2 More Priests to Be Removed
Archdiocese Aiming to Comply with Abuse Policy
By Tom Heinen
Journal Sentinel Online
Auguast 20, 2002
Two priests with histories of inappropriate sexual behavior with minors are being removed from parishes in Beaver Dam and Fond du Lac,the Archdiocese of Milwaukee announced Tuesday.
The moves are aimed at bringing the archdiocese into compliance with a zero-tolerance sexual-abuse policy that U.S. bishops adopted in June.
An announcement by the archdiocese Tuesday noted that the priests being removed will be restricted from any future active ministry, along with a third priest who had been helping out at unspecified parishes on weekends without a regular ministry assignment.
Those revelations came barely three days after another pastor told his congregation at St. Patrick Catholic Church in Whitewater that he had been ordered by the archdiocese to leave all priestly ministry because of what he termed "inappropriate behavior" with a 17-year-old boy 19 years ago.
The actions, which will take effect Monday, mean that no priest "with a substantiated incident of sexual abuse or inappropriate sexual contact with a minor" will be serving in any position of active ministry in the archdiocese, according to the announcement issued by archdiocesan spokesman Jerry Topczewski.
However, Peter Isely, a Milwaukee man who has been a spokesman for a national group of victims of sexual abuse by priests, disagreed with that statement.
"That does not include religious order priests, of which there is a large number in the Archdiocese of Milwaukee in public ministry in parishes, schools and hospitals," Isely said.
Although religious orders need permission from a local bishop for their priests to function in a diocese, they have their own policies and procedures. When leaders of major men's religious orders met earlier this month in Philadelphia, they adopted a voluntary policy that balked at removing offenders from all priestly ministry.
The policy adopted in Dallas two months ago by members of the U.S. Conference of Catholic Bishops also is voluntary until it is approved by the Vatican. Some dioceses have been slow to implement it, and recent news reports indicate that the Vatican, concerned about priests' rights, may not accept all of its provisions.
Citing Auxiliary Bishop Richard J. Sklba by name, Isely also expressed his long-standing criticism that the church is not removing bishops who knowingly left abusive priests in active ministry over the years. And he also was dissatisfied that the archdiocese has not yet fulfilled a promise to make public the names of all retired or otherwise inactive priests with past credible allegations of sexual abuse.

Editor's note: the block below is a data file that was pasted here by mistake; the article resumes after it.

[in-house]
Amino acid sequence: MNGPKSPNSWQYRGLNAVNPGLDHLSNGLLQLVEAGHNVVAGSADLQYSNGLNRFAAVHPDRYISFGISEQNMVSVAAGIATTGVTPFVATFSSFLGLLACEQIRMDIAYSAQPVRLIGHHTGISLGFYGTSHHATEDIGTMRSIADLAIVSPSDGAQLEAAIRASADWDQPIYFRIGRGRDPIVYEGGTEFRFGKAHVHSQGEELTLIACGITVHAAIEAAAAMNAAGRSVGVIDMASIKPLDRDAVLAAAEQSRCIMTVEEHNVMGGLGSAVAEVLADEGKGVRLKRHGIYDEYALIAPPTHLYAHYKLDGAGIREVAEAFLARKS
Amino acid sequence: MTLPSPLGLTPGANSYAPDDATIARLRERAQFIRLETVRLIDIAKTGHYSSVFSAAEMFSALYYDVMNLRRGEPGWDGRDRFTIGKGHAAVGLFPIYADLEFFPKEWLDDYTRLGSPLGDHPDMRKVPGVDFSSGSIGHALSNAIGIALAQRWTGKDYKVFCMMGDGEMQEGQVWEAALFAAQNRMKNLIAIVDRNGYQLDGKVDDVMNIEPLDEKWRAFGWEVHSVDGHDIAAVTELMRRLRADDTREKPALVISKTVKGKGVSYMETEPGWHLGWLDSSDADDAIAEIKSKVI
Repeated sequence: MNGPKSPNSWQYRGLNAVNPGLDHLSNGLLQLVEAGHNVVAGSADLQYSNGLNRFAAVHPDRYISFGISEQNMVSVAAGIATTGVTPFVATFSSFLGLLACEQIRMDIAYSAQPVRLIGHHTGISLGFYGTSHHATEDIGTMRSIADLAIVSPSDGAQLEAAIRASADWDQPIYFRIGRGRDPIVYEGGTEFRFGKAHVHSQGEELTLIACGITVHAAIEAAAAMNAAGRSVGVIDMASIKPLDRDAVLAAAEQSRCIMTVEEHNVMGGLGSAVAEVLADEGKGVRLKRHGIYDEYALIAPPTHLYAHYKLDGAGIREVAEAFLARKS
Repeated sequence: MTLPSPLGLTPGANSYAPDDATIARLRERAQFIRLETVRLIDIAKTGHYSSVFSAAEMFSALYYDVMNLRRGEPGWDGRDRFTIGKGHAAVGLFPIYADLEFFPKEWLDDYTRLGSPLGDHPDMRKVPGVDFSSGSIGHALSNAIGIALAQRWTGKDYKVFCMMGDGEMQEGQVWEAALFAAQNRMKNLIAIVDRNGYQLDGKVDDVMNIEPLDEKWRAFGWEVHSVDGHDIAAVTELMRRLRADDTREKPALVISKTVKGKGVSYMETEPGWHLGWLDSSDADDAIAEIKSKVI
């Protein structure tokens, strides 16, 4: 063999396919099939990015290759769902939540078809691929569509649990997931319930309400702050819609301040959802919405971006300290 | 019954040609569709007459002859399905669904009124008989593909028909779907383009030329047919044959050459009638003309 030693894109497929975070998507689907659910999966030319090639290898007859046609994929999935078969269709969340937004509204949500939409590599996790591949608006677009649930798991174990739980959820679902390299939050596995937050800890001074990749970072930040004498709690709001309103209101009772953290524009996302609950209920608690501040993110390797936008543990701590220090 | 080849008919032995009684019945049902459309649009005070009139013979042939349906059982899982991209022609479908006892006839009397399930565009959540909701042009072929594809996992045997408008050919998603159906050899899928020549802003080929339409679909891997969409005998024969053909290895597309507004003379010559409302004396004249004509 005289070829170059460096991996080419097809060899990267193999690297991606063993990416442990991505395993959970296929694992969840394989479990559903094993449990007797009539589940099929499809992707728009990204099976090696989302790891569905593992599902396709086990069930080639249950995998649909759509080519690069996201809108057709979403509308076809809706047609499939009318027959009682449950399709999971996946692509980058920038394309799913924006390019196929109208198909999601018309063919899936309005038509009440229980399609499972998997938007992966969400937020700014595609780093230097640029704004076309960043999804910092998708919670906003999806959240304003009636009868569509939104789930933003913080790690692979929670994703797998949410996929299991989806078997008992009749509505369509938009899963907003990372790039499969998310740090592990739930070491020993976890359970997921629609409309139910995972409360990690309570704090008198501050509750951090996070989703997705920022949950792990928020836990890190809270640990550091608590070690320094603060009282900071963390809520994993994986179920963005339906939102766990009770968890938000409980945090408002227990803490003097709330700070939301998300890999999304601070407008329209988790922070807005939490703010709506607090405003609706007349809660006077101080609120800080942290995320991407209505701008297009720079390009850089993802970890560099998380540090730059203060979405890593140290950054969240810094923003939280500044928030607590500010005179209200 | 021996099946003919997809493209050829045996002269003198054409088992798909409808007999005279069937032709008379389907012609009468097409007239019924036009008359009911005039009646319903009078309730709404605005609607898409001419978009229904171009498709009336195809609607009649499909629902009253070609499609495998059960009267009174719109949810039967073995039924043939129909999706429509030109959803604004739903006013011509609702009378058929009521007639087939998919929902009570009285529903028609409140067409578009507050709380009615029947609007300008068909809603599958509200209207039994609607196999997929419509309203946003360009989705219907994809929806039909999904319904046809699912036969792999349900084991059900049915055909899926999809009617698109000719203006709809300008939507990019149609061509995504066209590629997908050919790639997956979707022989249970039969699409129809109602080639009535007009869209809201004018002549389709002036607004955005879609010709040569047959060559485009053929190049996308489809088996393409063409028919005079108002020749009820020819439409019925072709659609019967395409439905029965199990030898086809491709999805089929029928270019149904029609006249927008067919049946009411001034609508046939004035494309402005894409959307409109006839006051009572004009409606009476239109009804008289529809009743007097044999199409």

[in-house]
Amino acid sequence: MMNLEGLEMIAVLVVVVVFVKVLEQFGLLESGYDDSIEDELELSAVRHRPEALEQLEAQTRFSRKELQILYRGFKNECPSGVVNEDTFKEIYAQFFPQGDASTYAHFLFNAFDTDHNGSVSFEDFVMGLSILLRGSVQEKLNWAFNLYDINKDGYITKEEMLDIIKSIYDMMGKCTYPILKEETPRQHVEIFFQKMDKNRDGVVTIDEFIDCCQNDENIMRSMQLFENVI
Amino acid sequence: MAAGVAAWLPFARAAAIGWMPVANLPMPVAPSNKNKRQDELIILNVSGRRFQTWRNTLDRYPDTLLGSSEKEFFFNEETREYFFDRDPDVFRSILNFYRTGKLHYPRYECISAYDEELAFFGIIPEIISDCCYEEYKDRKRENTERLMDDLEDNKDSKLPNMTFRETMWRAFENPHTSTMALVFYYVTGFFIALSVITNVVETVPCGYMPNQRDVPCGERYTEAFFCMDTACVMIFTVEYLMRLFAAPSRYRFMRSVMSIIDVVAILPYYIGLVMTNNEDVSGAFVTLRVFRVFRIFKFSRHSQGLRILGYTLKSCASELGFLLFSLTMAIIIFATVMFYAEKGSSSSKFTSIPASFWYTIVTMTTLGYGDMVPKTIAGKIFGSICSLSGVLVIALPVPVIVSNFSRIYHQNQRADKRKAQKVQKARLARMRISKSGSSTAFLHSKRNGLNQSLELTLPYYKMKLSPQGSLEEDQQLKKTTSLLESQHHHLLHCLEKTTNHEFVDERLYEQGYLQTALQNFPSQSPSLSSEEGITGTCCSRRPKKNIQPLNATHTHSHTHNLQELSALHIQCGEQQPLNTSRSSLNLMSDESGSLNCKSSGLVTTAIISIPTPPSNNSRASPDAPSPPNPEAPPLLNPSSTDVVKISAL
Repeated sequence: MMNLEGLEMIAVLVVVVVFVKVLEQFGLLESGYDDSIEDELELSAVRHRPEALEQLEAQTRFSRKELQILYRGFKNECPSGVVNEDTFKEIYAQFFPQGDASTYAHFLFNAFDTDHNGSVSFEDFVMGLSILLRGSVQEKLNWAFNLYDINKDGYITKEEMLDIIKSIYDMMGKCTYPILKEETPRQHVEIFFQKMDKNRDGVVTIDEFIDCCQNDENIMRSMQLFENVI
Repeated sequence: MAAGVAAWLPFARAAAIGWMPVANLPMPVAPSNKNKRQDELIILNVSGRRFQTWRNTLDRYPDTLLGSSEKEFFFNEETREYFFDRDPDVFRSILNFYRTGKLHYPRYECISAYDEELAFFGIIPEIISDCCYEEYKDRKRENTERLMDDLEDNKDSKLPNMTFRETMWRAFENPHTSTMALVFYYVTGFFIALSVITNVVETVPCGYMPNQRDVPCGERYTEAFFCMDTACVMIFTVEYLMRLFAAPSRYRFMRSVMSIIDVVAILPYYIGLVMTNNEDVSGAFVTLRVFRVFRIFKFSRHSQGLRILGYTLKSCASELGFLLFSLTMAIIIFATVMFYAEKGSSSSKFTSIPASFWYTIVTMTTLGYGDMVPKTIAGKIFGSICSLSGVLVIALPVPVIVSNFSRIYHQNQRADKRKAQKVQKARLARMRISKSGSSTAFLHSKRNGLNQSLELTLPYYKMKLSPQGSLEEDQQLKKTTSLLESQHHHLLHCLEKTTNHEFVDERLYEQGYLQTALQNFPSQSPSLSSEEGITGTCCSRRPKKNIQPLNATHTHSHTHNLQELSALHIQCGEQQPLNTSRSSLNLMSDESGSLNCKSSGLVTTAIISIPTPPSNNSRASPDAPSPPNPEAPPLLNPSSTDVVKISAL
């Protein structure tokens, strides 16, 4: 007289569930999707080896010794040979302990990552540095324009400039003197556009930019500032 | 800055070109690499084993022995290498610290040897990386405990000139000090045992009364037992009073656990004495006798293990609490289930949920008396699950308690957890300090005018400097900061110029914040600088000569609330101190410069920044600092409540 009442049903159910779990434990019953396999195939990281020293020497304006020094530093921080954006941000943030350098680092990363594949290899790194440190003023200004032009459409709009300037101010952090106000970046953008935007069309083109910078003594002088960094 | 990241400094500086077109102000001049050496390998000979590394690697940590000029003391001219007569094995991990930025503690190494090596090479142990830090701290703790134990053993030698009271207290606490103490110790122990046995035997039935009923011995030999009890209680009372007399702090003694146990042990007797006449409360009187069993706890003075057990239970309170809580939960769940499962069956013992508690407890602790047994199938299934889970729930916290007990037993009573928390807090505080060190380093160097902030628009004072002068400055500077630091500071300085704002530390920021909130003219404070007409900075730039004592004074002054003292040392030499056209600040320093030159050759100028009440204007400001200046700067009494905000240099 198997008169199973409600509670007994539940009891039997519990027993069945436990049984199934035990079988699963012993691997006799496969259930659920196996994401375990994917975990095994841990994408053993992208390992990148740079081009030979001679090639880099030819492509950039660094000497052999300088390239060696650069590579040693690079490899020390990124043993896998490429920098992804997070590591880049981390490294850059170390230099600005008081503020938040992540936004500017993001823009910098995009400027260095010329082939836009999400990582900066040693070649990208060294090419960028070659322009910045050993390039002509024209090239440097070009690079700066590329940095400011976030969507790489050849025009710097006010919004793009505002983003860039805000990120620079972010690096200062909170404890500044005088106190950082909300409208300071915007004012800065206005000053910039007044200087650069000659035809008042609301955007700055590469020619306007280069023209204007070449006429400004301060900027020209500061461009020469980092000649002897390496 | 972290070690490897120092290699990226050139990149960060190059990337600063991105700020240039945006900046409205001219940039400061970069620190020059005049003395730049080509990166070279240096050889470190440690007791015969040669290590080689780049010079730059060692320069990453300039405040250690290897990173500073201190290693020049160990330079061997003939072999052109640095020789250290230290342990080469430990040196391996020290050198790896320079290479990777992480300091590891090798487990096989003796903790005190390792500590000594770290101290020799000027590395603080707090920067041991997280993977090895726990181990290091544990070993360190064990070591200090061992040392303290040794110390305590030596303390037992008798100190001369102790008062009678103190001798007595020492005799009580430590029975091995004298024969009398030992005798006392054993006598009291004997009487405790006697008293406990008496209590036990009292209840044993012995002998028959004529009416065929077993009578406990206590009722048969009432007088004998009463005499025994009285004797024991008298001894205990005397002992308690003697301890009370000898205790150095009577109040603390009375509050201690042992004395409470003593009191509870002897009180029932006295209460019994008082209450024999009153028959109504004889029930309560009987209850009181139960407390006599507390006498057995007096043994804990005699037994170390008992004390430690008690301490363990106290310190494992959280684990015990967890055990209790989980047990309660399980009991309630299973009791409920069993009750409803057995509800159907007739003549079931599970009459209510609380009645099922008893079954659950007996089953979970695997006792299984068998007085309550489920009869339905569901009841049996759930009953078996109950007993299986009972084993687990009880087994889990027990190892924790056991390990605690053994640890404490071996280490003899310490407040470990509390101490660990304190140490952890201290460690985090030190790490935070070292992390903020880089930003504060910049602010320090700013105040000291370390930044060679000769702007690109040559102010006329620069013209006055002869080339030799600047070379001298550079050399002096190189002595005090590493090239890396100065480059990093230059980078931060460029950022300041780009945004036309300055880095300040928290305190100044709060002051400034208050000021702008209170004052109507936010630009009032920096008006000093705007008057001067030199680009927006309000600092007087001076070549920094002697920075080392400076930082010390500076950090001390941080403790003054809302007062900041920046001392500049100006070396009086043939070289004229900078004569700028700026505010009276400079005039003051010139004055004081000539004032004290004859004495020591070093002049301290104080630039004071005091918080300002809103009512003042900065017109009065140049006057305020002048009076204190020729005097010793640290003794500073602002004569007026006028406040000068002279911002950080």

The decisions in the four cases that were formally announced Tuesday had been postponed for weeks while Sklba, acting administrator of the 10-county archdiocese, consulted with a nine-priest, archdiocesan advisory board known as the College of Consultors. Sklba ordered the removals after meeting with that panel last week.
Sklba became acting administrator after Archbishop Rembert G. Weakland retired amid revelations that the archdiocese had paid a $450,000 settlement to a man who accused him of sexual assault years ago during an adult relationship. Auxiliary Bishop Timothy M. Dolan of St. Louis will be installed as Weakland's successor Aug. 28.
The announcements Tuesday resolved the last of six credible cases against priests in active ministry, the existence of which the archdiocese first acknowledged in late March. The priest who announced his departure last weekend in Whitewater, Father Jim Godin, was thought at the time to be one of the original six. However, he was identified on Tuesday as a seventh priest, whose case arose in May during a review of archdiocesan files.
The priests identified in Tuesday's announcement are:
Other sources and records previously had shown that Wagner was accused of supplying youths with alcohol and, on one of those occasions, making sexual advances to a 15-year-old boy in the rectory of St. Jerome Church in Oconomowoc in the 1980s.
The other three priests who were among the original six, and who had either resigned or been removed from active ministry since March, are: Father Michael Krejci, who headed St. Theresa's Catholic Church in Eagle; Father David Hanser, who was accused of abusing boys in Waukesha County; and Father Thomas Trepanier, who resigned from St. Dominic in Brookfield in May.
The archdiocese still must deal with several other priests in active ministry who have less credible allegations or vague suspicions in their records.
Former Milwaukee County Circuit Judge John Fiorenza has been appointed by Sklba as an independent adjudicator to establish procedures for dealing with such old cases and with new cases in which guilt or innocence are not determined by civil authorities. Fiorenza will make judgments, but archdiocesan officials will decide whether the behavior of such accused priests constitutes sexual abuse and what to do with the priests.
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